(January 24, 2022) Alpine skier Aanchal Thakur does not recall how she fell in love with skiing. She does, however, remember when her feet were strapped to two wooden planks, and was given two sticks to manoeuvre on the snow. “I was five-years-old and I have been skiing ever since,” smiles the slalom champion.
The Manali girl, all of 25, created history by winning a bronze medal in the giant slalom category at the Federation Internationale de Ski meet at Kolasin, Montenegro in December 2021. That made her the first-ever Indian to win a medal at the event. It was Aanchal’s second medal, internationally. The first, another bronze, she won at the 2018 Alpine Ejder 3200 Cup held in Turkey.
The little girl from the hills
“My generation could never think of winning international tournaments. Now, we are slowly gaining confidence. When I won the bronze in Turkey, my father couldn’t believe I had won. Competing against the best is what matters,” says Aanchal. The Alpine skier recalls how she joined the event despite a deep cut on her hand (while ‘tuning’ her skis earlier).
The girl with a never-say-die attitude learnt skiing in Burua, Solan Valley. On her seventh birthday, seeing her potential, her father, Roshan Lal Thakur gifted her, the first professionally made skis. She was hooked.
“I fell in love with skiing and gliding through the snow at high speeds. I would keep challenging myself to go faster,” smiles the girl who awaits winter so she can ski. Her father, a skiing instructor, and her brother (a professional skier) are her constant teachers and guides.
A risky sport, Aanchal admits, “Coming down the hill at high speeds, there are bound to be falls. It is a risky sport, but that’s part of the game. A risk of back and leg injuries are always on my mind.”
From Solan to Youth Olympics
In India, winter sports like skiing, snowboarding and skating are limited to Manali, Sikkim, Gulmarg and Kashmir. “We hardly have any winter sporting events covered in the media as there aren’t many competitions too,” mulls the alpine skier.
Her father, who owns an adventure company in Manali, had organised some events, and Aanchal feels the scenario can progress if there is awareness.
The DAV College (Chandigarh) graduate, Aanchal has been representing India in skiing competitions since school. At just 15, she took part at the Winter Youth Olympics Games at Innsbruck 2012 (Austria). Declared the best skier at the National Ski and Snowboard Championship 2020 (Manali), she came first in the giant slalom, and second in the Khelo India National Winter Games, 2021, Gulmarg.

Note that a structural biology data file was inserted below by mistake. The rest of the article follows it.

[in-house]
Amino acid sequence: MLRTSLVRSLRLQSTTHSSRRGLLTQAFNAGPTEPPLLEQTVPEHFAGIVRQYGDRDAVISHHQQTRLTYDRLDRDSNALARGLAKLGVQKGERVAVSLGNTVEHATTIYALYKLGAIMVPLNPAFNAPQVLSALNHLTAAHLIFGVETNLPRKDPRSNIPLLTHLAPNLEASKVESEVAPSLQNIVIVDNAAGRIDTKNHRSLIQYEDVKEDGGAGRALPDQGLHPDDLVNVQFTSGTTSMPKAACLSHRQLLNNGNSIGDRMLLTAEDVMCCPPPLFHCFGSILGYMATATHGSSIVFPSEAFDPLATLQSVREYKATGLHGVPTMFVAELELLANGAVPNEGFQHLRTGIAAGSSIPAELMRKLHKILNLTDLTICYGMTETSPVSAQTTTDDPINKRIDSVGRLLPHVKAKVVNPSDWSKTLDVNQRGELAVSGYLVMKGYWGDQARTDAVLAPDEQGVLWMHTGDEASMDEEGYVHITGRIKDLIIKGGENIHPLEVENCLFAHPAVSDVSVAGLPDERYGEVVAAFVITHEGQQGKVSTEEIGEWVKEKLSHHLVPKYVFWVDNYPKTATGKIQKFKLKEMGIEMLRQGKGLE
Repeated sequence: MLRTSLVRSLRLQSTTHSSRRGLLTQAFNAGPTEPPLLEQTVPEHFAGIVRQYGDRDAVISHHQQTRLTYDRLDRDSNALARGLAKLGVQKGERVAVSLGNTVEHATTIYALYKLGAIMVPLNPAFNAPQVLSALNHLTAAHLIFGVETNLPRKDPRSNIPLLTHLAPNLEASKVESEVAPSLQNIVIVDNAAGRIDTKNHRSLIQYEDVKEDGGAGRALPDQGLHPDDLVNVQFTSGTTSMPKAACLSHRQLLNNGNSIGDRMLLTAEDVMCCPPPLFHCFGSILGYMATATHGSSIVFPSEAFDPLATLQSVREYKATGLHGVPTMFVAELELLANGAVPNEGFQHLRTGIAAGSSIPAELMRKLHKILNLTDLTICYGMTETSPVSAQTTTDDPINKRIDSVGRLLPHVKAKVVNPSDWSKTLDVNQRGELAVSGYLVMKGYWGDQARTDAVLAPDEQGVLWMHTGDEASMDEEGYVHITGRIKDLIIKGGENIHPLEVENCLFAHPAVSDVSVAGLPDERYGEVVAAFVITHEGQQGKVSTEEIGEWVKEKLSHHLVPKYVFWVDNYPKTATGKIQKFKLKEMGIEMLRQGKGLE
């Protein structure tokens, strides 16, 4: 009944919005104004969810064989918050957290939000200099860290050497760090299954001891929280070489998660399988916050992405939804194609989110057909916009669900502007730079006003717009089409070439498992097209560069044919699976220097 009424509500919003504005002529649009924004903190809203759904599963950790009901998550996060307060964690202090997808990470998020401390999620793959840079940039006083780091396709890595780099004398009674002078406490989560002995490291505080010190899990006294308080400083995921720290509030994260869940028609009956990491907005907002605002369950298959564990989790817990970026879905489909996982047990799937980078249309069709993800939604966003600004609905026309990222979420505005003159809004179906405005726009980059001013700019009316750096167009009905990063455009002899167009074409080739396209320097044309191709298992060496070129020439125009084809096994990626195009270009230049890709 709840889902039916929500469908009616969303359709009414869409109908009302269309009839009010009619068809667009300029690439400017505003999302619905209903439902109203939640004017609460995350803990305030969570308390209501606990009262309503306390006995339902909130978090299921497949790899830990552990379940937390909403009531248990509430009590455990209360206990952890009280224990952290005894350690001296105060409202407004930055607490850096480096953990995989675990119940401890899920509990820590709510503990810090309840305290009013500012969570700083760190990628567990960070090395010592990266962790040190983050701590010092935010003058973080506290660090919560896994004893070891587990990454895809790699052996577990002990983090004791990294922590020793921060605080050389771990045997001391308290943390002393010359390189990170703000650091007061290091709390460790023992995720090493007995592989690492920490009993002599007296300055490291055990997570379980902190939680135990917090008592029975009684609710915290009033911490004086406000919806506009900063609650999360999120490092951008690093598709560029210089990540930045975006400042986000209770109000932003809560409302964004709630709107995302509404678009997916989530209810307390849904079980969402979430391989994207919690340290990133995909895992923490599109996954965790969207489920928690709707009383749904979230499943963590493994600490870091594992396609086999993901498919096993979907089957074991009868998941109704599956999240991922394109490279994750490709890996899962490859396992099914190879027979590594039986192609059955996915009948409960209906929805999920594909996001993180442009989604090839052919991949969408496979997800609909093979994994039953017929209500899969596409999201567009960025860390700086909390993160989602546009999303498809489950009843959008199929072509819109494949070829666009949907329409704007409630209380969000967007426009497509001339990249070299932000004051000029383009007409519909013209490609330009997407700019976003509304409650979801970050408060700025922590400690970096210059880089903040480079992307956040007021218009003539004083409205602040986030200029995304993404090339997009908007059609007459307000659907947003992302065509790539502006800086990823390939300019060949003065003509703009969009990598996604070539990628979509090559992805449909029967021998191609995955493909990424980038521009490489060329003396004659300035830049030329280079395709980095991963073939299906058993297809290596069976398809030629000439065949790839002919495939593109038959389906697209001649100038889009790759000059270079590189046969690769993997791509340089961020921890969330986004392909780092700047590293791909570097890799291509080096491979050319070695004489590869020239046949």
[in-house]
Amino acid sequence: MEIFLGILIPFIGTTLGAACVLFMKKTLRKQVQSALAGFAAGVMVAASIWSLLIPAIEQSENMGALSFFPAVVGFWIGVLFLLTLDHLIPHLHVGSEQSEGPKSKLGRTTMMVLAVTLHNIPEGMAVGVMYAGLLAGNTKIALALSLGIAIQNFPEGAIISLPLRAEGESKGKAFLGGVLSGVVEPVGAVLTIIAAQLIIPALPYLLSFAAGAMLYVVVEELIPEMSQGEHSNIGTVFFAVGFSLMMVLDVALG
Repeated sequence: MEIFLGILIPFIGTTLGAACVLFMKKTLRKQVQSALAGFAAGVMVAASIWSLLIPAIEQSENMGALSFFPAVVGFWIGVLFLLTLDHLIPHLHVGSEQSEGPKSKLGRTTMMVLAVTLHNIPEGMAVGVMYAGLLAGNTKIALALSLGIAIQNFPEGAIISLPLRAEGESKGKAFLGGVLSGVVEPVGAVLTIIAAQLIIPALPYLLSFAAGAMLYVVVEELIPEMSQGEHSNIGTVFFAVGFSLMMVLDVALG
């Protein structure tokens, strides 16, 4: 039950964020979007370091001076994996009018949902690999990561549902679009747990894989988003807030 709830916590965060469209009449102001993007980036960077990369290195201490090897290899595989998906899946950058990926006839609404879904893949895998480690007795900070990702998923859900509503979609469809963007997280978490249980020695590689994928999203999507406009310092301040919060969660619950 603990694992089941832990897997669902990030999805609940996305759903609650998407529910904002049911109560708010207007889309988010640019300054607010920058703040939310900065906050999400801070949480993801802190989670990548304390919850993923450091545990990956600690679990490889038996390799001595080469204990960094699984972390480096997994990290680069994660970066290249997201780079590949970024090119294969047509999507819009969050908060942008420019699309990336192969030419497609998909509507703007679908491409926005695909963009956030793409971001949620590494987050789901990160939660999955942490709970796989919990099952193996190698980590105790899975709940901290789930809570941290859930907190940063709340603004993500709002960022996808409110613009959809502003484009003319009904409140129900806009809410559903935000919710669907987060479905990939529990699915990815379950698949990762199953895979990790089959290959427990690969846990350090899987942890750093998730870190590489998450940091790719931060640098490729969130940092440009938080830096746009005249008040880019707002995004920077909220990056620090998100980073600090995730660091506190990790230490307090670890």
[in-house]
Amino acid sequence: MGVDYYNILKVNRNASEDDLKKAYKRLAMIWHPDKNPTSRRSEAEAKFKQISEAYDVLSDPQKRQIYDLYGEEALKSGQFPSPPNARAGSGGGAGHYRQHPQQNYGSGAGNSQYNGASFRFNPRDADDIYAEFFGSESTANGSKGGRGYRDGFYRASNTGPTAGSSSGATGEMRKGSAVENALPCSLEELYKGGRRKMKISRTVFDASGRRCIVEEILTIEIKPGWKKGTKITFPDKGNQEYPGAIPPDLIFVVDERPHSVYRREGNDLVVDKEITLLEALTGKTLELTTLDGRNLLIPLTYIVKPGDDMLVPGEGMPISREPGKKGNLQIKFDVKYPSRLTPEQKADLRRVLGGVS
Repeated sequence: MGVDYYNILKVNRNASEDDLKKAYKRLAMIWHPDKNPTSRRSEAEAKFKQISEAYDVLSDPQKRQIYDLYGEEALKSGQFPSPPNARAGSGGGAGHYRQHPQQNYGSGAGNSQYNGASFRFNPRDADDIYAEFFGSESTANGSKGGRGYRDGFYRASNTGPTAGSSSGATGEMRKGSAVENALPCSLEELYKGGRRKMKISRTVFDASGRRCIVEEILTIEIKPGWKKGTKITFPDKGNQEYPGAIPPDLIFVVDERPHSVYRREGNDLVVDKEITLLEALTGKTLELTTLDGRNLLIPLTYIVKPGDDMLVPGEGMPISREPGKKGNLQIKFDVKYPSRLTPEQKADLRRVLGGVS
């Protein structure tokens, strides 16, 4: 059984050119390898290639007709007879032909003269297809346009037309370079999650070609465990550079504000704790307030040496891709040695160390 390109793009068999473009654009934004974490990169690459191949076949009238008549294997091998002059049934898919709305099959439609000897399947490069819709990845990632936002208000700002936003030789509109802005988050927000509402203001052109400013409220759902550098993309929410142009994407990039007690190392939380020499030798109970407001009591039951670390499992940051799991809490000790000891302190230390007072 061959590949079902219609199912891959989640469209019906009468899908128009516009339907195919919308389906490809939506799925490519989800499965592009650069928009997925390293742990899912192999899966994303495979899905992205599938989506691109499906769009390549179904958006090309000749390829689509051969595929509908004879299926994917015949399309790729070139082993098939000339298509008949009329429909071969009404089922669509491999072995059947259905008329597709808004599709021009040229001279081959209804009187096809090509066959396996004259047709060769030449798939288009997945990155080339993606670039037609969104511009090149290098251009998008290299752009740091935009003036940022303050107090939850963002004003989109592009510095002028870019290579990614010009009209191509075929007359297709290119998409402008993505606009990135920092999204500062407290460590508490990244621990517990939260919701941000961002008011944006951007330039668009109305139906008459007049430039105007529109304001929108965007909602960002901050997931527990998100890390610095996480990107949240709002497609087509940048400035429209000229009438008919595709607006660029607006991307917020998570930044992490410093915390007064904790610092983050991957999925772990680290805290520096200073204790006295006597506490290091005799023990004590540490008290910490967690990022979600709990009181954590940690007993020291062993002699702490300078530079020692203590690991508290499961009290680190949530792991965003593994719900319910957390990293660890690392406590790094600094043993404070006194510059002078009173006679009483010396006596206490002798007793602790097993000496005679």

Training is what keeps her in the running – Aanchal went to Switzerland in 2011, coached under Heera Lal, a former Olympian, and became the first Indian to participate in the Winter Youth Olympics 2012. “I still get goosebumps thinking about the moment when I held India’s flag at the opening ceremony,” she tells Global Indian.
Competing with international athletes can be “demotivating,” but the alpine skier is thankful that her father frequently reminds her of her stellar achievements – how far she has come, and the road ahead. “He would repeatedly say, ‘remember you have come from a place where people are still not aware of the sport,’” smiles the slalom champ.
Skiing is also an expensive sport. Just the skiing equipment costs ₹5 lakh, and training ₹20 lakh as it is overseas since India does not get enough snow, or for extended periods. “Getting sponsors or support in India is difficult as winter sports is yet to make a mark,” she says, adding, “My father saved some money for my training. Crowdfunding has helped too. Many people have contributed to buying equipment or for my training abroad.” Incidentally, Thakur’s Instagram has been the most effective to gather funds.
It takes courage, and dedication
An early riser, Aanchal devotes two hours to outdoor training, another hour in the gym to build her core. She religiously follows Lindsey Caroline Vonn, American former World Cup alpine ski racer. Aanchal was training with her brother Himanshu in Austria for the past few months to prepare for the Winter Olympics at Beijing 2022. Sad that she missed some qualifiers, she reveals, “I participated in a few races, but there was a lockdown in Austria due to the third wave. So, I missed out on a few competitive events that would have seen me participate at Beijing.”
Back to Manali, Thakur hopes to make it to the next Olympics and the World Skiing Championship in March 2023 (Austria). “I have been upset about not qualifying for this Olympics, but my family has been keeping my spirits up. My brother says skiing is all about moving forward. So, I want to look at the brighter side and hone my skills to prepare for my next race,” says the avid football fan who loves CR7 – Cristiano Ronaldo.